An evening of culinary delights was awaiting us as we left the bar and made our way to the Lyttelton Restaurant, named after former residents of the Main House of The Stafford London, Lord and Lady Lyttelton, the restaurant provides an elegant dining experience and has been awarded Two AA Rosettes for culinary excellence. And we can see why.

Beef Carpaccio and Leek & Potato Soup were our starters the beef Carpaccio just melted in the mouth and the soup was a real treat on the taste buds.

I had already decided I was going to have the catch of the day before I even knew what it was and so it was an added bonus when I was told it was salmon (my favourite) and Pork Belly (Hubble’s choice) – both dishes were presented perfectly, and completely delicious.

Dessert was rhubarb and Madagascar vanilla panna cotta and white chocolate crème brulee with dark chocolate ice cream and milk chocolate espuma, both were light and divine leaving us just enough room to finish with tea and coffee and the indulgent sweet treats we were treated to.

Our plan was to return to the American Bar for another cocktail after we’d had coffee but we had spent so long savouring the atmosphere and food we decided to just retire for the night and enjoy the luxury of our suite.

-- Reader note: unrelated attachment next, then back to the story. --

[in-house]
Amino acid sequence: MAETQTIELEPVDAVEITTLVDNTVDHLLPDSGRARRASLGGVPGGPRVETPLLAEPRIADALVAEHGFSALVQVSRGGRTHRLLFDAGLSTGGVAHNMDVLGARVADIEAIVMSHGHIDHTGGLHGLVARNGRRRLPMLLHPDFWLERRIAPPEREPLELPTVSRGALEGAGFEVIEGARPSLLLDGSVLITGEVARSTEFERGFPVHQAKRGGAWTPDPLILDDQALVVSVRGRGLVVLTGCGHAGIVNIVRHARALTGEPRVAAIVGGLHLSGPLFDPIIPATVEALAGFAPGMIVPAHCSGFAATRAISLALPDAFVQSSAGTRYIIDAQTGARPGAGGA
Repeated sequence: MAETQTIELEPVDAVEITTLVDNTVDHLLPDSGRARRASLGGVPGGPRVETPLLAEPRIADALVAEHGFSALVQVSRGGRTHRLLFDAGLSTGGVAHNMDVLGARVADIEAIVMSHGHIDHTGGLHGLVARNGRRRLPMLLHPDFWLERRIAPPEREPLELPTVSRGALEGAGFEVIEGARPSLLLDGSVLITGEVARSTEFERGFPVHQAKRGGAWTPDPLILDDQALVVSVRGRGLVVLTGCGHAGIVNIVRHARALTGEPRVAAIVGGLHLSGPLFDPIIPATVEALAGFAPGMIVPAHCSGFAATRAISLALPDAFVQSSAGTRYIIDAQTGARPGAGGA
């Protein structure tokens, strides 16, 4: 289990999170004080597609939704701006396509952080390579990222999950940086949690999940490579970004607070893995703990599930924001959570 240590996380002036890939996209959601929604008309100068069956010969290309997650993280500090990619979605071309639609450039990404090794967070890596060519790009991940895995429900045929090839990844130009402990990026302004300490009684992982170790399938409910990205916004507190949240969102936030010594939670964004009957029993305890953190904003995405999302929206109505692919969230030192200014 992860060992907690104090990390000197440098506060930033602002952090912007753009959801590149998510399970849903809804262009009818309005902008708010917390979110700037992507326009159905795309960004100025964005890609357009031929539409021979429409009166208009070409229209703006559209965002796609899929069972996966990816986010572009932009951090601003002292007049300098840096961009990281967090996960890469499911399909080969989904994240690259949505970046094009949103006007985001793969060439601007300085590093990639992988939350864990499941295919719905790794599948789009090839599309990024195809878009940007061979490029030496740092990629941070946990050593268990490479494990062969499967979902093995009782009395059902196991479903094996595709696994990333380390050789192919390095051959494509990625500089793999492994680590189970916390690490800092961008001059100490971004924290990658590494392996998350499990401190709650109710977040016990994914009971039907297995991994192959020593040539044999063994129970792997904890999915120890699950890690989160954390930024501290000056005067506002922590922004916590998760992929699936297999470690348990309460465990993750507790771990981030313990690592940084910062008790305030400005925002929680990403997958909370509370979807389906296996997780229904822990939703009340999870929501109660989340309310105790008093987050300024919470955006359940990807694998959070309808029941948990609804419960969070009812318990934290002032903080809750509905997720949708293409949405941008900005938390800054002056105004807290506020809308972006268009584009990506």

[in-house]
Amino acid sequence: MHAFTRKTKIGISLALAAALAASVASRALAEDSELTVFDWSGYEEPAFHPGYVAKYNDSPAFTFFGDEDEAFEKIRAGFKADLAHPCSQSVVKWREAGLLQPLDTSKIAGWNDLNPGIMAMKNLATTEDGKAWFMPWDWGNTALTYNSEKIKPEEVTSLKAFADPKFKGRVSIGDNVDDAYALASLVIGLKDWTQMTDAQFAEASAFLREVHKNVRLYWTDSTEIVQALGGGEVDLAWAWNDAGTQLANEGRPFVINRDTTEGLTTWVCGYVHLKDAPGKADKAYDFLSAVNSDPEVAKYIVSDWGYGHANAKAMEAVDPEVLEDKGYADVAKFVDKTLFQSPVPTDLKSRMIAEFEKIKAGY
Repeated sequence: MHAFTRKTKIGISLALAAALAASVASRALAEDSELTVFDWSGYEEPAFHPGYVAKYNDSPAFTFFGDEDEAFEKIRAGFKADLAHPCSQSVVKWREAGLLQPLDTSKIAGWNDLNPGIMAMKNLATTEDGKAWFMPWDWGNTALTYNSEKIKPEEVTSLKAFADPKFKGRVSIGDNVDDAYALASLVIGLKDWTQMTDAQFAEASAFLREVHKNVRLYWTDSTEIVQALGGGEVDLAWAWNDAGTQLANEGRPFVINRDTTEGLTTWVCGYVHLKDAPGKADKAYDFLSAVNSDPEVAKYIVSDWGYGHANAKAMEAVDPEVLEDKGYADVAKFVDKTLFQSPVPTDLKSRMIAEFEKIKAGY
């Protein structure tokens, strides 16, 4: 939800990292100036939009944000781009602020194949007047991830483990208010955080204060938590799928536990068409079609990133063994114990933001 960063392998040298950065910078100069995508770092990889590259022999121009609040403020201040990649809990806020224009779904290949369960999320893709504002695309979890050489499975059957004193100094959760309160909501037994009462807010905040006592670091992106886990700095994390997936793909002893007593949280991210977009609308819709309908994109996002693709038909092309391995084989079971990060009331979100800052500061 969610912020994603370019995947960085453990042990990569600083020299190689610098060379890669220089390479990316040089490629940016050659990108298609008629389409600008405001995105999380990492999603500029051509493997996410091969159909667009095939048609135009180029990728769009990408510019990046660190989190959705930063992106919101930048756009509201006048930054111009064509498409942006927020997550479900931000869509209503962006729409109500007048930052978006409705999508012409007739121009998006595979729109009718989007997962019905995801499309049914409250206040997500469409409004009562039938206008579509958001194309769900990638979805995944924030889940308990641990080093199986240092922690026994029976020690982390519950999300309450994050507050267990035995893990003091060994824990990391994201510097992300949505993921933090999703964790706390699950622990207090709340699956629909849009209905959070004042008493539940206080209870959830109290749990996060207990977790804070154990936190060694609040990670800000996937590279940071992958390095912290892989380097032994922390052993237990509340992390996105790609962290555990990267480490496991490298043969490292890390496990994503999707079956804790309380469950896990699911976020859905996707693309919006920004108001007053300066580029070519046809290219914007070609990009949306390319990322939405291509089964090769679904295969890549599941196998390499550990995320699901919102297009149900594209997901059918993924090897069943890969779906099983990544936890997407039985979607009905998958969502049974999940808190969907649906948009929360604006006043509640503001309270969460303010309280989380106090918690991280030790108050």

After an uninterrupted blissful night’s sleep it was time to pay another visit to The Lyttelton, this time for breakfast, offering a selection of perfectly prepared breakfast options including cereals, pastries, yoghurts as well as made to order dishes off the breakfast menu, where I indulged in the scrambled egg, avocado and tomato on sourdough – all I can say is “will the chef come and prepare my breakfast every day?”

The Stafford, London is a 5 star hotel that most definitely has it all – superb service, fine food, creative cocktails, stylish suites and heaps of history, which will have us singing it’s praises time and time again – it truly is a ‘hhidden gem in the heart of London.’

 

BOOK IT

Prices start from £287 per room in a Classic Queen Room in the Main House, from £589 per room in a Junior Mews Suite, and from £375 per room in a Carriage House Room

*Prices may vary to those quoted

www.thestaffordlondon.com